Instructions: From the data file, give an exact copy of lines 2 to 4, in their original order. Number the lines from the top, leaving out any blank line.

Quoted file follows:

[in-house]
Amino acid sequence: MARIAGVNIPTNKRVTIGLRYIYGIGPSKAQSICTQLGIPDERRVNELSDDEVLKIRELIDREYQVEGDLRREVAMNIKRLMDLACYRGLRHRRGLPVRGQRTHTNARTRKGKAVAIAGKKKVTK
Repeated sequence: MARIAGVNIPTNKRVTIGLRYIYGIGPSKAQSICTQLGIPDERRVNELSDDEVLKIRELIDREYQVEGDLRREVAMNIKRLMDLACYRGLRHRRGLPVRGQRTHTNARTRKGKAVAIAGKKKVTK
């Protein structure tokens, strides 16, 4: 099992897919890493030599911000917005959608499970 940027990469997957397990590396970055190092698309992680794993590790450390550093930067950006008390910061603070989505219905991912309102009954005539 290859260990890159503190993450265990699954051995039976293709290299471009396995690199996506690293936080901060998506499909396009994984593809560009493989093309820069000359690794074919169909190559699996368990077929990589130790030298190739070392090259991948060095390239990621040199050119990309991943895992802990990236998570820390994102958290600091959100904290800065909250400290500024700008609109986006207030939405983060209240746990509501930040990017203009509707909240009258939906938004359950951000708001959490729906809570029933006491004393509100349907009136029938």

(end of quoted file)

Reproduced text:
Amino acid sequence: MARIAGVNIPTNKRVTIGLRYIYGIGPSKAQSICTQLGIPDERRVNELSDDEVLKIRELIDREYQVEGDLRREVAMNIKRLMDLACYRGLRHRRGLPVRGQRTHTNARTRKGKAVAIAGKKKVTK
Repeated sequence: MARIAGVNIPTNKRVTIGLRYIYGIGPSKAQSICTQLGIPDERRVNELSDDEVLKIRELIDREYQVEGDLRREVAMNIKRLMDLACYRGLRHRRGLPVRGQRTHTNARTRKGKAVAIAGKKKVTK
């Protein structure tokens, strides 16, 4: 099992897919890493030599911000917005959608499970 940027990469997957397990590396970055190092698309992680794993590790450390550093930067950006008390910061603070989505219905991912309102009954005539 290859260990890159503190993450265990699954051995039976293709290299471009396995690199996506690293936080901060998506499909396009994984593809560009493989093309820069000359690794074919169909190559699996368990077929990589130790030298190739070392090259991948060095390239990621040199050119990309991943895992802990990236998570820390994102958290600091959100904290800065909250400290500024700008609109986006207030939405983060209240746990509501930040990017203009509707909240009258939906938004359950951000708001959490729906809570029933006491004393509100349907009136029938």